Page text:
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NEW YORK – Amid the NFL labor strife, networks and advertisers, who spend about $3 billion annually on ads during NFL games, are working on contingency plans in case football games won’t air this fall.
Even networks that don’t air NFL games are planning for the possible fallout. Spike TV, which has a lot of male viewers 18-49 years old, is considering developing alternative programs for football fans, the Wall Street Journal reported.
Spike president Kevin Kay told the paper that the network is thinking about booking a live boxing match on a Sunday night this fall to take advantage of a possible NFL interruption. The channel is also looking at possibly moving up the start of football comedy series Blue Mountain State to September from October and changing its time slot from 11pm on Wednesdays to Sundays to accommodate football fans’ viewing habits.
“We’re already seeing advertisers asking questions about where they can move their money if there is a work stoppage,” Kay told the Journal, “And in some cases, we are the answer.”
NFL TV partners, such as CBS, Walt Disney’s ESPN, Fox and NBC, remain hopeful that an NFL work stoppage won’t disrupt the fall season, according to the Journal. ESPN can use college football and, along with Fox, Major League Baseball games to satisfy sports fans, it said. NBC Sports and CBS Sports didn’t comment on their likely contingency plans.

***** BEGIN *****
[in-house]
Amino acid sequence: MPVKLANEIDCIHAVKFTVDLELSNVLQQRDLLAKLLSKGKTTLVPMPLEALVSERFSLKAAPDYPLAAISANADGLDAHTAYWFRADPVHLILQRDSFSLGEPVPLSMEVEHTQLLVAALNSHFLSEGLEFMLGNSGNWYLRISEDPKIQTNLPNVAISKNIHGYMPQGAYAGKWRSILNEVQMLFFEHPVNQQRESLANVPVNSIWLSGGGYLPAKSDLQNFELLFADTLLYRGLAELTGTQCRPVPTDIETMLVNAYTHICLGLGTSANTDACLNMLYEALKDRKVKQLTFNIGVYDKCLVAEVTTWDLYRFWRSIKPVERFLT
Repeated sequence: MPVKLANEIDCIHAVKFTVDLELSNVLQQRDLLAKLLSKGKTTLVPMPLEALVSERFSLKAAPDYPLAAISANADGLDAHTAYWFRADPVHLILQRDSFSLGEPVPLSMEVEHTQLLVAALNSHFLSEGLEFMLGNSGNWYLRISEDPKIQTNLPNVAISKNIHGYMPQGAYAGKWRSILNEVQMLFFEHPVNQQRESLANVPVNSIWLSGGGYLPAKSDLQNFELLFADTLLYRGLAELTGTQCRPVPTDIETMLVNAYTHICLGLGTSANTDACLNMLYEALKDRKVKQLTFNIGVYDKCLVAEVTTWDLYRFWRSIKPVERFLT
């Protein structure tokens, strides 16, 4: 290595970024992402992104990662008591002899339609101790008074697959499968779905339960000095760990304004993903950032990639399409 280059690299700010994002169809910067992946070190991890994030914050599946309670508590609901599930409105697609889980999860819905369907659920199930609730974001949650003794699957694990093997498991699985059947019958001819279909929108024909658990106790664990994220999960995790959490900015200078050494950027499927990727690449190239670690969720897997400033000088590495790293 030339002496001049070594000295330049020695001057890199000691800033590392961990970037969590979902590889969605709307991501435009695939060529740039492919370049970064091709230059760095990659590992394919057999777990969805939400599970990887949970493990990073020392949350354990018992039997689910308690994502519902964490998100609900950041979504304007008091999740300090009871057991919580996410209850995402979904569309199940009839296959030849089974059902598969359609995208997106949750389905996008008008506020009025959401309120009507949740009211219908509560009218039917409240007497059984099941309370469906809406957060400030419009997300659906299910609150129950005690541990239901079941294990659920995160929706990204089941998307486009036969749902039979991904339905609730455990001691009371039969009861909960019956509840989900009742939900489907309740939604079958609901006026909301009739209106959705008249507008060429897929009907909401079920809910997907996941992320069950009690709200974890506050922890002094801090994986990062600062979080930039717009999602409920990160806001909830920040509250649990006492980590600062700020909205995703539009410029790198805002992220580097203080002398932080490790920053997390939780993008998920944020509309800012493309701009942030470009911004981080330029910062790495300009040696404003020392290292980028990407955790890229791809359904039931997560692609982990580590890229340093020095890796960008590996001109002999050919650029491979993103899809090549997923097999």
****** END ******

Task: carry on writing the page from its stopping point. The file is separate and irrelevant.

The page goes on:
Advertisers haven’t abandoned their usual May schedule for buying NFL ads, according to the Journal. But it said ad executives have shown increased interest in other big-audience events and shows as possible alternatives to the NFL – from golf and college football to prime-time dramas.
“We have talked to all our clients, and they’re nervous,” Jeff Lucas, who runs ad sales for such MTV Networks brands as MTV, VH1, Comedy Central and Spike TV, told the Journal. He said many of those networks’ biggest advertisers are also big NFL marketers – auto makers, brewers and mobile phone companies. “A lot of advertisers depend on the NFL to launch products, but they need to launch those products whether football is on or not,” he said, adding that some advertisers have already committed to commercials on Viacom networks as an NFL backup.
“Football is so important to networks and buyers that they can’t afford not to plan ahead,” the Journal quoted Sam Armando, who oversees TV research at ad buying consultancy SMGx, as saying. “Both networks and advertisers are definitely working on a plan B.” Added Armando: “It’s not like you can replace football overnight with other sports or prime-time shows. There are contracts and schedules and a lot that has to be worked out.”
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